As cyber attacks explode, Cisco claims shortage of 1m IT security professionals

20 Jan 2014

Trust in anything connected to the internet risks being eroded as overall IT security vulnerabilities reached their highest level in 14 years, Cisco warned today, pointing to a global shortage of more than 1m security professionals.

Overall total security threat alerts increased 14pc in 2013, the highest level since Cisco began recording its data in 2000 for its Annual Security Report.

The report also indicated a shortage of more than 1m security professionals worldwide, with Cisco warning that the sophistication of the attackers and the amount of attacks has outpaced the ability of IT and security to address the threats.

The 2014 report shows that the landscape has changed dramatically from single attacks that cause containable damage to organised cyber-crime operations that are sophisticated, well-funded and capable of causing significant damage to large businesses and governments.

The report also revealed that new classes of devices and new infrastructure architecture offers attackers new opportunities to exploit poorly defended assets.

Cyber-criminals have learned how to conduct infrastructure-scale attacks to gain access to strategically positioned web-hosting servers, name servers and data centres, with the core aim of proliferating their attack across legions of individual devices.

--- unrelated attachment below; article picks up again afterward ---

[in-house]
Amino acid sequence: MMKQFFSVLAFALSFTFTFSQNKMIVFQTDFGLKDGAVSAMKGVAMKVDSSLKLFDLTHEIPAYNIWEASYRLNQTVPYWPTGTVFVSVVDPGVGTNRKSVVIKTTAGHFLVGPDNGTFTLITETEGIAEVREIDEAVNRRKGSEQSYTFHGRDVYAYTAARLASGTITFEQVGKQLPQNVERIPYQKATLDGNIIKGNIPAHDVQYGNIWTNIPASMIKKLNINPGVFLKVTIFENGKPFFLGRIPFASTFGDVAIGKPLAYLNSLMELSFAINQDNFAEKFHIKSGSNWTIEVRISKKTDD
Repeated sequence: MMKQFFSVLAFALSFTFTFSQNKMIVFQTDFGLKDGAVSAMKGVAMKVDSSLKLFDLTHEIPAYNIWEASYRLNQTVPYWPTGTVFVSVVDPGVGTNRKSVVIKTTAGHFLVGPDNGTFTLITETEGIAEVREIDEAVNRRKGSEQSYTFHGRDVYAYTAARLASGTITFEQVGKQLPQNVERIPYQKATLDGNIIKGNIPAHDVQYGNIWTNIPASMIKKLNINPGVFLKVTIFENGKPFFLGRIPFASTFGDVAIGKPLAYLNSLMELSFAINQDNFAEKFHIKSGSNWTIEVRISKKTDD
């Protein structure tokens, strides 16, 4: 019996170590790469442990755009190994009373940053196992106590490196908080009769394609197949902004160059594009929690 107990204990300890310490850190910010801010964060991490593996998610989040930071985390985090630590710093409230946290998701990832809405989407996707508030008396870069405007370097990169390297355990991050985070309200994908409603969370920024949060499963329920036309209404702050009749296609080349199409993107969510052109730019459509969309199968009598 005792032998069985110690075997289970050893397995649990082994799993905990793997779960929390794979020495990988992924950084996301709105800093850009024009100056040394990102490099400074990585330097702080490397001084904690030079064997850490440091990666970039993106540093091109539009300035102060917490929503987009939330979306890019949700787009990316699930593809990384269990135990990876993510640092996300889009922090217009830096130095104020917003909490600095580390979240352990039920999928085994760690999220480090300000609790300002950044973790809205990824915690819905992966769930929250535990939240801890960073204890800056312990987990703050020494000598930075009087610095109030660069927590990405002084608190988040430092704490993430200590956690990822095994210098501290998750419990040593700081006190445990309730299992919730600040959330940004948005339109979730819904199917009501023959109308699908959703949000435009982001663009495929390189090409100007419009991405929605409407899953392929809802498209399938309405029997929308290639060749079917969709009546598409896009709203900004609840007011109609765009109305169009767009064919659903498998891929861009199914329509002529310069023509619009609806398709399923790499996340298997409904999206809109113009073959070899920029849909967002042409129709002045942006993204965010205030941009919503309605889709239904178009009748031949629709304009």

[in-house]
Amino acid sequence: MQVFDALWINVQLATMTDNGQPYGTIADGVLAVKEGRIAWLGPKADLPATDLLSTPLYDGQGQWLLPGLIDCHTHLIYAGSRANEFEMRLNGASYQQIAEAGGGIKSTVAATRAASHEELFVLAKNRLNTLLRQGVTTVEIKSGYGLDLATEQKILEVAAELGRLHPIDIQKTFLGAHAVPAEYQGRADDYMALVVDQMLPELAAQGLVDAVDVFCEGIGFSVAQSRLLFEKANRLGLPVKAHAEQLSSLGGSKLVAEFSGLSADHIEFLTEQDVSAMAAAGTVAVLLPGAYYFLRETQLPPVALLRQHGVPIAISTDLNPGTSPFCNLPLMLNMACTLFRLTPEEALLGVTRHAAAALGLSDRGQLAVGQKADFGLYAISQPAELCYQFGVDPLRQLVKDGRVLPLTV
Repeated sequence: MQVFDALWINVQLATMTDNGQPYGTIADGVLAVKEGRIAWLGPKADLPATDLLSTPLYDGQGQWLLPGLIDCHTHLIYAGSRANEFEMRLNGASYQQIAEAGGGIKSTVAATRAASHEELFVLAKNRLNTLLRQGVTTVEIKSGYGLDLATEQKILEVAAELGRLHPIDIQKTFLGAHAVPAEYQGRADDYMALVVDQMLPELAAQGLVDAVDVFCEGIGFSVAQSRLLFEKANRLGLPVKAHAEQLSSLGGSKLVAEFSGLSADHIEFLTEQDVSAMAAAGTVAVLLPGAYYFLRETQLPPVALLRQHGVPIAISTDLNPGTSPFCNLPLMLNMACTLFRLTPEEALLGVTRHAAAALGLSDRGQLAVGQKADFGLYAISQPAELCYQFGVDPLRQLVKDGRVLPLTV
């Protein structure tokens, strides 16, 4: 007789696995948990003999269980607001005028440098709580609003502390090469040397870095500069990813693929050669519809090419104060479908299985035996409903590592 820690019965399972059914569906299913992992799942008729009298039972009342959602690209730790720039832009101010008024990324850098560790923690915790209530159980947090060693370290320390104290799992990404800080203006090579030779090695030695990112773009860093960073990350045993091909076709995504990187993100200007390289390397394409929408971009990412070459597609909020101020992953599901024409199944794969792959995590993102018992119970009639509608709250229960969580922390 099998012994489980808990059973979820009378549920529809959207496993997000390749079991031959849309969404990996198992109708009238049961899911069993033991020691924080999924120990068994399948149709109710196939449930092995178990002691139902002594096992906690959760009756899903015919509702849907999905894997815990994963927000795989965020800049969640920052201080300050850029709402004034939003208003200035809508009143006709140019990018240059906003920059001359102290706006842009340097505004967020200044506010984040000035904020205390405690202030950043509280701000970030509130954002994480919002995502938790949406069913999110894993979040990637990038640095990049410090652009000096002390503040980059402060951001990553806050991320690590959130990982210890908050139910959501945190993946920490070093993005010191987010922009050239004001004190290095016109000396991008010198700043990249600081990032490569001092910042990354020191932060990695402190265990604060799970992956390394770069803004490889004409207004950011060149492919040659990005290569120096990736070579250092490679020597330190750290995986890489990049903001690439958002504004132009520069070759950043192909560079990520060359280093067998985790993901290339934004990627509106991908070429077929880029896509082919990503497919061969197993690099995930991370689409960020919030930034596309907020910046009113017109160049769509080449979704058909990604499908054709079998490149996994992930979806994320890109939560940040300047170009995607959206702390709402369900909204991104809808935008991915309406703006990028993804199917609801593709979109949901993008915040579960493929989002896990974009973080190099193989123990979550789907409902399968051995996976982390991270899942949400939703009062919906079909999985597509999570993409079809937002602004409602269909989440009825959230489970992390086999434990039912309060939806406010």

Grim picture of cybersecurity in 2014

“By targeting internet infrastructure, attackers undermine trust in everything connected to or enabling it,” Cisco said.

It cited 100pc of a sample of 30 of the world’s largest multinational networks that generated traffic to websites that host malware.

Some 96pc of the networks communicated traffic to hijacked servers and 92pc to websites hosting malicious activity.

Multipurpose Trojans accounted for 27pc of total attacks in 2013, with malicious scripts, such as exploits and iframes, forming the second most frequently encountered category at 23pc.

Data-theft Trojans, such as password stealers and backdoors, made up 22pc of total malware encounters.

Java continues to be the most frequently exploited programming language exploited by online criminals, making up 91pc of compromises.

The study revealed that 99pc of all mobile malware targeted Android devices. At 43.8pc, Andr/Qdplugin-A was the most frequently encountered mobile malware, typically via repackaged copies of legitimate apps distributed via non-official app stores.

Specific business sectors, such as the pharmaceutical and chemical industry and the electronics manufacturing industry, have historically had high malware encounter rates. In 2012 and 2013, there was remarkable growth in malware encounters for the agriculture and mining industry, formerly a relatively low-risk sector. Malware encounters also continued to rise in the energy, oil and gas sectors.

“Although the Cisco Annual Security Report paints a grim picture of the current state of cybersecurity, there is hope for restoring trust in people, institutions and technologies,” said Cisco’s chief security officer John Stewart.

“That starts with empowering defenders with real-world knowledge about expanding attack surfaces. To truly protect against all of these possible attacks, defenders must understand the attackers, their motivations and their methods – before, during and after an attack.”

Cyber attack image via Shutterstock

John Kennedy is a journalist who served as editor of Silicon Republic for 17 years